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Final Inspection
Merger Mania, Marchionne Style

Merger Mania, Marchionne Style

Sergio Marchionne is telling anyone who will listen that the auto industry needs more mergers. Maybe he’s right, but history shows us that is a pathway laden with land mines.

While the CEO of Fiat Chrysler Automobiles makes compelling points why more mergers are needed, so far every automaker has turned him down. They may agree with his premise, but they sure don’t buy his solution.

First, Marchionne’s side of the story: He wrote a 25-page PowerPoint presentation titled, “Confessions of a Capital Junkie: An insider perspective on the cure for the industry’s value-destroying addiction to capital.”

In a nutshell, he argues the auto industry ranks dead last when it comes to providing returns on invested capital, because automakers duplicate so much in R&D and capital expenditures.

Worse, Marchionne argues half of those expenditures are for items that are “undiscernible” to consumers. He says most consumers don’t care what kind of steering, brakes, transmissions or engines are in their cars as long as they work well. And they definitely don’t care what kind of body architecture it took to build them.

Marchionne points out full-line OEM efforts that reduce platforms, such as Ford’s “One Ford” philosophy, or use large-scale commonization across multiple brands like Volkswagen’s MQB strategy, have failed to produce the expected return on investment. The same goes for one-off or long-term collaborations between automakers (the General Motors-Ford transmission venture), and for partial integration between automakers who take an equity position in each other (Renault-Nissan).

Only full mergers will produce results fast enough, Marchionne argues, using the best practices and components from each company. The key enabler is establishing an integrated product strategy, he says, promising dealers would not be merged and brands would be left untouched.

But haven’t we seen this movie before? At its peak, GM was a holding company that owned six separate car and truck manufacturers: Chevrolet, Pontiac, Oldsmobile, Buick, Cadillac and GMC. Beginning in the 1960s with the creation of the GM Assembly Div., it started to consolidate, culminating in the 1984 reorganization that essentially merged all back-office operations. Today, GM is the realization of Sergio’s dream, but its return on invested capital is no better than anyone else’s.

The more GM merged its divisions and their operations, the faster it lost its competitive edge. The more it sought out synergies and chased efficient capital allocation, the blander its cars became.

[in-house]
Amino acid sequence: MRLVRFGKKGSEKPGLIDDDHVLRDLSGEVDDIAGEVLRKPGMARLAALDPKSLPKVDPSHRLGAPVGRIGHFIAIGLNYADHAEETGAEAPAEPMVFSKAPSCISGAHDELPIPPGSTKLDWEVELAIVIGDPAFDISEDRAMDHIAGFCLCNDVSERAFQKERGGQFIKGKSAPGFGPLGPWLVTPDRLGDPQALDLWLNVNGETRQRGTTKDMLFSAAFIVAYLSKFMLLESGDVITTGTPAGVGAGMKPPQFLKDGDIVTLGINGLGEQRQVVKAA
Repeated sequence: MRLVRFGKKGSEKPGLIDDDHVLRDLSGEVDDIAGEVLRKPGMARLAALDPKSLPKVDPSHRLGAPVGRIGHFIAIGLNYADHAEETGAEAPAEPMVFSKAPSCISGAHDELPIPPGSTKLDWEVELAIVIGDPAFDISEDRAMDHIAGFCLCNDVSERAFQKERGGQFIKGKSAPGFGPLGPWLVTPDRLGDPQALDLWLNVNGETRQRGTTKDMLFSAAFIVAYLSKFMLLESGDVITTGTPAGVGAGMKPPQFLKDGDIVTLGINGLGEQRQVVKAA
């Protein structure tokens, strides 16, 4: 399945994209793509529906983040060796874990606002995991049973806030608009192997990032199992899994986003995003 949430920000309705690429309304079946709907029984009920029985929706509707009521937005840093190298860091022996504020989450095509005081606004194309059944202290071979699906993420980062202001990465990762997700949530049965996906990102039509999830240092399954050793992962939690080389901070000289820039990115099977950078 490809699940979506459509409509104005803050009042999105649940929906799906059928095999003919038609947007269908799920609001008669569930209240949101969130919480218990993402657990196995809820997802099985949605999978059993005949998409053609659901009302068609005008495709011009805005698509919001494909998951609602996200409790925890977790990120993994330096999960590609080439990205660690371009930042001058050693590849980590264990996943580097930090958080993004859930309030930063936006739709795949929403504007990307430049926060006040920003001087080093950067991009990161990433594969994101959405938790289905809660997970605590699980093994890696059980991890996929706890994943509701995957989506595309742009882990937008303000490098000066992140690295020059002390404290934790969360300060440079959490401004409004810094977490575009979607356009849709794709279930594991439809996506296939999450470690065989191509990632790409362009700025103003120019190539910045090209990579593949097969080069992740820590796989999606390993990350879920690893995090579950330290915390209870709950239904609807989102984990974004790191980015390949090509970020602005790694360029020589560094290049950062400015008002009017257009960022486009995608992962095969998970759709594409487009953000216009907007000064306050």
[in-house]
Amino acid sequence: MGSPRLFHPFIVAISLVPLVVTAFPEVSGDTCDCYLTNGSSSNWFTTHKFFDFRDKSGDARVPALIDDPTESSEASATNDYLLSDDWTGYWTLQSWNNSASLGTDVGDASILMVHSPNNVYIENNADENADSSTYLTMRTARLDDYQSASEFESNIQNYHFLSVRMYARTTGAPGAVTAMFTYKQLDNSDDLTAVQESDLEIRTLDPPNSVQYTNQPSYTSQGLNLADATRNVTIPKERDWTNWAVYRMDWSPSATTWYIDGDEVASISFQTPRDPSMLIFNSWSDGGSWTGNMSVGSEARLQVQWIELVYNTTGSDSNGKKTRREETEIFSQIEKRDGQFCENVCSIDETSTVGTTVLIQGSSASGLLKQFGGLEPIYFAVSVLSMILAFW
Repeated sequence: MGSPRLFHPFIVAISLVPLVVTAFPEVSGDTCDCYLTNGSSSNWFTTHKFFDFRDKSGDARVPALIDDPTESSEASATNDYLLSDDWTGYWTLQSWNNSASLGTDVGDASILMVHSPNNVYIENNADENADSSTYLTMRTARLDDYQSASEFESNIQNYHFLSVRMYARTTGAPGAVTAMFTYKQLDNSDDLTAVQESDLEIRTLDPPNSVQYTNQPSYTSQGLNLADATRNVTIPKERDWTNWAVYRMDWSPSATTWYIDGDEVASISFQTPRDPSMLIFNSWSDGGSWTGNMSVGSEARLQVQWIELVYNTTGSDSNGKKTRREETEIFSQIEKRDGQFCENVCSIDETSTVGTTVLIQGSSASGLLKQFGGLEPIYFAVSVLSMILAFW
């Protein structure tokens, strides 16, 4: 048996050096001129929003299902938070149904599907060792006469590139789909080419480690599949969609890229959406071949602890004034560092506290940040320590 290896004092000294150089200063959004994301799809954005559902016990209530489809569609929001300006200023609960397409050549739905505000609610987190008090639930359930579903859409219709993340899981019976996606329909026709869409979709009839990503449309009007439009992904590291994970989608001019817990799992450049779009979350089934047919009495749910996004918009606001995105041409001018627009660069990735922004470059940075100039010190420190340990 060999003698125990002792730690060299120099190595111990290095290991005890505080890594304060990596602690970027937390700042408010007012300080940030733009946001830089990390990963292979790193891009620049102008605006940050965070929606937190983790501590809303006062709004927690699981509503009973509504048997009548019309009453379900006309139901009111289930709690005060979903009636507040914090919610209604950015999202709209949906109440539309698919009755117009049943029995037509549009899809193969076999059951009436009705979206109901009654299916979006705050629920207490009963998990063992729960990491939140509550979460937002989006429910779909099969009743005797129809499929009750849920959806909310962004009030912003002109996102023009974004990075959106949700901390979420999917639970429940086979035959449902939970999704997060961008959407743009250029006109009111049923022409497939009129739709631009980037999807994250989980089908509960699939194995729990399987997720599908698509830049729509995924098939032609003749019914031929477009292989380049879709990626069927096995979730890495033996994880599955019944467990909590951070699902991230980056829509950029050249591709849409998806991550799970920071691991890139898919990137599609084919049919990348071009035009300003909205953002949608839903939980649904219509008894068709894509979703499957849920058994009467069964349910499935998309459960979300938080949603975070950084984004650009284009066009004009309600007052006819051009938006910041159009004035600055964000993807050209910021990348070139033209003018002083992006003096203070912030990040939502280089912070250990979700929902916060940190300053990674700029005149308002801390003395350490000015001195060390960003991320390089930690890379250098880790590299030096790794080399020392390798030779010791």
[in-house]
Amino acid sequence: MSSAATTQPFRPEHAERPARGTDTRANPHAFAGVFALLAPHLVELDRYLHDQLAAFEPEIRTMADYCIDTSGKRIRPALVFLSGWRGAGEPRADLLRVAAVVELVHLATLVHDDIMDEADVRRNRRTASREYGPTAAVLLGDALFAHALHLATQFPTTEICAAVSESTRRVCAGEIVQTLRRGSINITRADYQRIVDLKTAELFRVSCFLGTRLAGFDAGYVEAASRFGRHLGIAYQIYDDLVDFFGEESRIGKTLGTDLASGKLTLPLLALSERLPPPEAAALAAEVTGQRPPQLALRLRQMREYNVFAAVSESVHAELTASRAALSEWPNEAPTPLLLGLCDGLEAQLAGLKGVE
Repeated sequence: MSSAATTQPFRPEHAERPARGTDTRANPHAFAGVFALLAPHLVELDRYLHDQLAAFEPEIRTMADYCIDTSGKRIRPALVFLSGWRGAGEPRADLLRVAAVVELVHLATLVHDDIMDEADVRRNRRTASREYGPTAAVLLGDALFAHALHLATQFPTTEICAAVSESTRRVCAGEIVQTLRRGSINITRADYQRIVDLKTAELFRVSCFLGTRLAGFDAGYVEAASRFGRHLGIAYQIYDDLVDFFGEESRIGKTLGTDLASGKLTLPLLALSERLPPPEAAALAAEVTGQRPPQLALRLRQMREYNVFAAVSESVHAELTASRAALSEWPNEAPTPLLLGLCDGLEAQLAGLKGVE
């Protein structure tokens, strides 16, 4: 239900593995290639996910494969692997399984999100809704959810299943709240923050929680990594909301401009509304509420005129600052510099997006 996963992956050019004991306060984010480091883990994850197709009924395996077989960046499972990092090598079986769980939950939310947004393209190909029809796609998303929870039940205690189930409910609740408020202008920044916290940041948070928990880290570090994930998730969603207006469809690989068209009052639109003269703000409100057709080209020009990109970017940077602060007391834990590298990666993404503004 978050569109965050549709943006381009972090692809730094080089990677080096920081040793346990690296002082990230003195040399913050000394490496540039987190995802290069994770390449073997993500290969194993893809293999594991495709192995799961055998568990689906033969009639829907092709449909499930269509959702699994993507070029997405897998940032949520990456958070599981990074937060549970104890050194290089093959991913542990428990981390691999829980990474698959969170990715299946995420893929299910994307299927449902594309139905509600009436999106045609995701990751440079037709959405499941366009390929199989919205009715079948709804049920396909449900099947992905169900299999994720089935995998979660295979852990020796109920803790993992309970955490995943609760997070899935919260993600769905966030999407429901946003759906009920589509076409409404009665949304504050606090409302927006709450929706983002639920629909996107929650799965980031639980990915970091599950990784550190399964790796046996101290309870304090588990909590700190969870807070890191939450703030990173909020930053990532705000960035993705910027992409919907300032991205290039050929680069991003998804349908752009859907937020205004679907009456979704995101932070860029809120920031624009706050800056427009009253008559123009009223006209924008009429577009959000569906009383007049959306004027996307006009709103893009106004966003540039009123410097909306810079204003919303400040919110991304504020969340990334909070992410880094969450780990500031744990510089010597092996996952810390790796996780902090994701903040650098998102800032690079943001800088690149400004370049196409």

There are myriad reasons why this happened, and it can’t all be blamed on merging everything. But in my mind there’s no question that the shift from a holding company using de-centralized controls to a fully consolidated and highly centralized corporation ultimately paved the path to GM’s bankruptcy.

Big mergers can create as many problems as they solve. And the two most intractable problems they create are difficult to quantify and fix: complexity and culture clash.

Centralization leads to Kremlin-like complexity, culture clash pits one company against the other. Preventing one or solving the other can consume management’s attention for decades.

This doesn’t mean Marchionne is wrong. But maybe it helps explain why so far no other automaker seems interested in merging with FCA.

And yet, just give it time. Ultimately the industry will be forced to consolidate. To activist investors, what Sergio is saying is music to their ears. But that’s because all they care about is short-term shareholder return, not long-term customer retention.

No, the real force that will bring everyone to Marchionne’s line of thinking is mobility services. As connected and autonomous cars make it possible, more and more consumers will pay for their mobility on a per-trip basis, rather than buying or leasing their own car.

A study titled “Disruptive Mobility” from Barclays predicts new-car sales in the U.S. will drop from today’s 17 million a year to only 9.5 million a year over the next 35 years.

So if you think it’s hard to produce a decent return on invested capital today, just wait until production drops by 40%. 

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